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Looking at defensive snap counts for the Cowboys in the Seahawks game

Let’s give equal treatment to the Cowboys defense.

Seattle Seahawks v Dallas Cowboys
He needs to work on those infractions, but Sam Williams is dangerous rushing the passer.
Photo by Richard Rodriguez/Getty Images

On Saturday, we posted what we might be able to glean from the offensive snap counts for the Dallas Cowboys in the final preseason game against the Seattle Seahawks. There was a lot that could be inferred on that side of the ball, and there is also a lot of info to look at on the defense as well. Let’s dive in.

Defensive backs

Before we even look at the counts, it is interesting to note how the NFL GSIS site listed some of the players involved. Markquese Bell, DaRon Bland, Isaac Taylor-Stuart, and Juanyeh Thomas were designated DB rather than being defined as CB or S. This may be just a lack of information for whomever was amassing the counts, but with Bell, it also may be that he was filling multiple assignments. That may carry over to the others, and it does seem consistent with the way the Dan Quinn defense uses flexibility of its players. It should make it harder for the opposing quarterback to make pre-snap reads. That is a good thing.

Now to the numbers. Nahshon Wright was the only player on either side of the ball to see 100% of the snaps for his unit. In his case, it appears to be an attempt to get a long look at a player who is generally perceived as being on a bit of a bubble with Bland moving ahead of him on the depth chart. Bland himself only saw 49% of the plays. With the starters all on the sidelines, that lower count does look like a sign he is indeed on the 53-man roster.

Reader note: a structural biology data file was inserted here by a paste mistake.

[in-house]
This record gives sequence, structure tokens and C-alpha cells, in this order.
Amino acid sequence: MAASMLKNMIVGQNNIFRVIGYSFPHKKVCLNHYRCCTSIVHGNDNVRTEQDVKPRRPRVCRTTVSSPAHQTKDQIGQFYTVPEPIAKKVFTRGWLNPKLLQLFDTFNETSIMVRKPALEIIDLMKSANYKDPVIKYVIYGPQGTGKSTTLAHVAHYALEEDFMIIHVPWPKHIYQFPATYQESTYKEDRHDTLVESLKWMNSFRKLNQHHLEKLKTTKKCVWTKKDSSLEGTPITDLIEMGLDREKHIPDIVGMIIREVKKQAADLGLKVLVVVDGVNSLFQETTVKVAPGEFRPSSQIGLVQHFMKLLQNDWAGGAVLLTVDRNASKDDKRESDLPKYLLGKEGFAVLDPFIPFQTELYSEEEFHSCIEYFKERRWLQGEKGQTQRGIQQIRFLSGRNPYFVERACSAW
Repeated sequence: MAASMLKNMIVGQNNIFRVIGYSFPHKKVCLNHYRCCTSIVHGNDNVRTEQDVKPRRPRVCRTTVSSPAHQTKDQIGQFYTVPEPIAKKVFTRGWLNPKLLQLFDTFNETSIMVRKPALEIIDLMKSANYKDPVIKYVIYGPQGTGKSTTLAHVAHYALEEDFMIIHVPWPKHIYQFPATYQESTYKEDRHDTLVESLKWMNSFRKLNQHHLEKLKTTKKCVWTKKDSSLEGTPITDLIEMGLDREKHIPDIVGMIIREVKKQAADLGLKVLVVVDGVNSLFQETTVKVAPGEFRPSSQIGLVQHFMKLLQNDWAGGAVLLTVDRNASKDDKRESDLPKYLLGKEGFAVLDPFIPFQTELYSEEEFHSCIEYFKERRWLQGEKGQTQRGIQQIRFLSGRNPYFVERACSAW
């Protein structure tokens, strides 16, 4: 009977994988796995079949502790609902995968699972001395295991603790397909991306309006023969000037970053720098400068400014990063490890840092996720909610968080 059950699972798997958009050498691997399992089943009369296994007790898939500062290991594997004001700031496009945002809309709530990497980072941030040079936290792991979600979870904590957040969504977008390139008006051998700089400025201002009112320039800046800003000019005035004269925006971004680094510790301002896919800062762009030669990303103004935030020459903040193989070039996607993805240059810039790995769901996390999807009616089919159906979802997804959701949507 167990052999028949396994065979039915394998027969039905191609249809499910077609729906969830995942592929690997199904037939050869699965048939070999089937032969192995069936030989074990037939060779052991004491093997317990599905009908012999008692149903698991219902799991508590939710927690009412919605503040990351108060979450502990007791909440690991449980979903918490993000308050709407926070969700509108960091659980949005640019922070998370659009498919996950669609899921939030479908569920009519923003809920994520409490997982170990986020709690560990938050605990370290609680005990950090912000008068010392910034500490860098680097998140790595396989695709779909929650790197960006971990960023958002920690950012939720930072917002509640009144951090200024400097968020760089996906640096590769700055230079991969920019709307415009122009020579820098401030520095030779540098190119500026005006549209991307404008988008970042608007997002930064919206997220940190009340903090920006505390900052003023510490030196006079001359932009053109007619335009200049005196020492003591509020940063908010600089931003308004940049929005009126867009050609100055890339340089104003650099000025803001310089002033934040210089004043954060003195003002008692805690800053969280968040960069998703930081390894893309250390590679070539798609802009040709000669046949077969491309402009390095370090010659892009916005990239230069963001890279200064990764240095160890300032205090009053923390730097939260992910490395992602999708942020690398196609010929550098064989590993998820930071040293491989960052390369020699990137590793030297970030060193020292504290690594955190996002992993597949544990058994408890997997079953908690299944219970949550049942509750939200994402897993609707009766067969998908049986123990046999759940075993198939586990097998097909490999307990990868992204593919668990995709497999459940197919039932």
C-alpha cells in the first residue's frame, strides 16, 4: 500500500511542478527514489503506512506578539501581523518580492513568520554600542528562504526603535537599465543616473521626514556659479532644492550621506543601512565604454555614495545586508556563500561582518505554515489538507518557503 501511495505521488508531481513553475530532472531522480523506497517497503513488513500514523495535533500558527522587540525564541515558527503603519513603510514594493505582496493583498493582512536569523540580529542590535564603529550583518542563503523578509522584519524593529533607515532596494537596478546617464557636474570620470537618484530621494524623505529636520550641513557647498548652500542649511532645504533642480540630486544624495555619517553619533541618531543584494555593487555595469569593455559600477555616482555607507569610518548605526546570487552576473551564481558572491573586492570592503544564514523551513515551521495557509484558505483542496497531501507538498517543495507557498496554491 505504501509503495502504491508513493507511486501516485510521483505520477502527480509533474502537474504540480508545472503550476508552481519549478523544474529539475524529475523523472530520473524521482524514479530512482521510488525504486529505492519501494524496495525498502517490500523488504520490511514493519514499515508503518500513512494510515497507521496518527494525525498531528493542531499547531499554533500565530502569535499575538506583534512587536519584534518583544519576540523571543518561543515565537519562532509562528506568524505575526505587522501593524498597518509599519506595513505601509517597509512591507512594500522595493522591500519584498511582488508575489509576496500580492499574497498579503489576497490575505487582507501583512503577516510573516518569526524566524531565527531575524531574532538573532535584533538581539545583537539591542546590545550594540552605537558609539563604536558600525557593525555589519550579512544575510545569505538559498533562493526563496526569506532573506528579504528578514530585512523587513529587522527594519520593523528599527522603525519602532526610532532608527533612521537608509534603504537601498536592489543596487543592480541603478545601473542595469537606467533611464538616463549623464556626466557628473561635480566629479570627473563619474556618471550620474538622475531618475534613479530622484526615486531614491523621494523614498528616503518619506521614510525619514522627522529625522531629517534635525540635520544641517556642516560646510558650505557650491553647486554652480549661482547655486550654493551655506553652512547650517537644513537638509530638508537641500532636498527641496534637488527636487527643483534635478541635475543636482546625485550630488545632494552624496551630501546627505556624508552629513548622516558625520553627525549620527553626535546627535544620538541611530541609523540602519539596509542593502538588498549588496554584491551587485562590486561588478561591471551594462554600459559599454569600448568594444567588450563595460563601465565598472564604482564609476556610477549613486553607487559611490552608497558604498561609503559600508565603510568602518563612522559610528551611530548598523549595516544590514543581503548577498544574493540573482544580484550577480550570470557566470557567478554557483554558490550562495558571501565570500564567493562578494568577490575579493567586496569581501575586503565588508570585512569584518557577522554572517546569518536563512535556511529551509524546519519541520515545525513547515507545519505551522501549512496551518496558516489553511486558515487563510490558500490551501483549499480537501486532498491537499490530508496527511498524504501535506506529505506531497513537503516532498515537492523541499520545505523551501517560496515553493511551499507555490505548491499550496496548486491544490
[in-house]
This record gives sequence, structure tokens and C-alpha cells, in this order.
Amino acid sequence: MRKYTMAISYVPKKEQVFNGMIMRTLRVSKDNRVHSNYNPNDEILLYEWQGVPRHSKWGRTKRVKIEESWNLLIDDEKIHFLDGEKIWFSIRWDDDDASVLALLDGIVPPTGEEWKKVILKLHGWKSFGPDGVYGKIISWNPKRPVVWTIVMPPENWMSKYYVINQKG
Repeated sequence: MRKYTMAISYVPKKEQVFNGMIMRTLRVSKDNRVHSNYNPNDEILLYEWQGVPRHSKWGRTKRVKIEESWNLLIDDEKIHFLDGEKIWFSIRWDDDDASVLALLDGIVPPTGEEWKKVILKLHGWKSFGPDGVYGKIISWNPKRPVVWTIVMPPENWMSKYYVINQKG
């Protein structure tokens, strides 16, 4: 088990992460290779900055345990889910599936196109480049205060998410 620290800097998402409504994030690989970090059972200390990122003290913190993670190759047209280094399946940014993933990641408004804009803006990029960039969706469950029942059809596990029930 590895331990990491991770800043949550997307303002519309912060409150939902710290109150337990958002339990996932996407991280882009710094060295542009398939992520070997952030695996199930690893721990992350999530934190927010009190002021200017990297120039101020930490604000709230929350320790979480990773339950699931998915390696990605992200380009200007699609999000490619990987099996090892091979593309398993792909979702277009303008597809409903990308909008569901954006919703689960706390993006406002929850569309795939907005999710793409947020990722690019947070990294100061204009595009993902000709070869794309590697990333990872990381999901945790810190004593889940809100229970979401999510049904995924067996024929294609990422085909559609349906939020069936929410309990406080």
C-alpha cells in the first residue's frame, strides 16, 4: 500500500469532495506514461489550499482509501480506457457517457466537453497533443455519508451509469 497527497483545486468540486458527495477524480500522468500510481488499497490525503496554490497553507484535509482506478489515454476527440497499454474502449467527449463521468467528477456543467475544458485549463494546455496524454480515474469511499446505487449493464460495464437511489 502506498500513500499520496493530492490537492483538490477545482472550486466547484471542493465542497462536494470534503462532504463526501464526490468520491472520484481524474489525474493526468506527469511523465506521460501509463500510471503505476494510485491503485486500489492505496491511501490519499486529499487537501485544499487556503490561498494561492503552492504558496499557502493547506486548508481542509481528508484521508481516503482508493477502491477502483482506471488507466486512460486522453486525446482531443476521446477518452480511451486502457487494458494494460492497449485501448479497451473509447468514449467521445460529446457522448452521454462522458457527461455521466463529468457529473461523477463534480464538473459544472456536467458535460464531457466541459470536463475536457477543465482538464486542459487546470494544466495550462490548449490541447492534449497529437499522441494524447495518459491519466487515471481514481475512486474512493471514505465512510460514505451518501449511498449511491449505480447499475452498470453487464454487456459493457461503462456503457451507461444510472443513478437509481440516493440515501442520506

Wright had a mixed evening, snagging an interception but also drawing two flags that resulted in big gains for the Seahawks. Those struggles in coverage make him a hard decision for the staff. Is there something that merits more development in his game, and is it worth spending a roster spot to do so? A lot of people don’t think it is worth the cost. A year on the practice squad may be more beneficial, but it may well come down to the numbers. Additionally, Kelvin Joseph went out with a concussion. His recovery could provide at least a temporary reprieve for Wright, but the team probably would rather Joseph be available.

The next highest snap count was for Bell with 97%, and he had a much better night. He also had a pick and played clean while contributing four tackles. From day one of camp he was seen as the UDFA most likely to make the team, and all indications are that he is living up to that.

Tyler Coyle at 93% and Thomas at 82% rounded out the group of DBs that saw the most action, but in their cases this was probably more about making it to the practice squad. There just doesn’t seem to be any room for either to break through to the 53. The only other DB to see much action was C.J. Goodwin with 30%, and it will be a surprise if the long standing special teams ace does not wind up filling that role this year.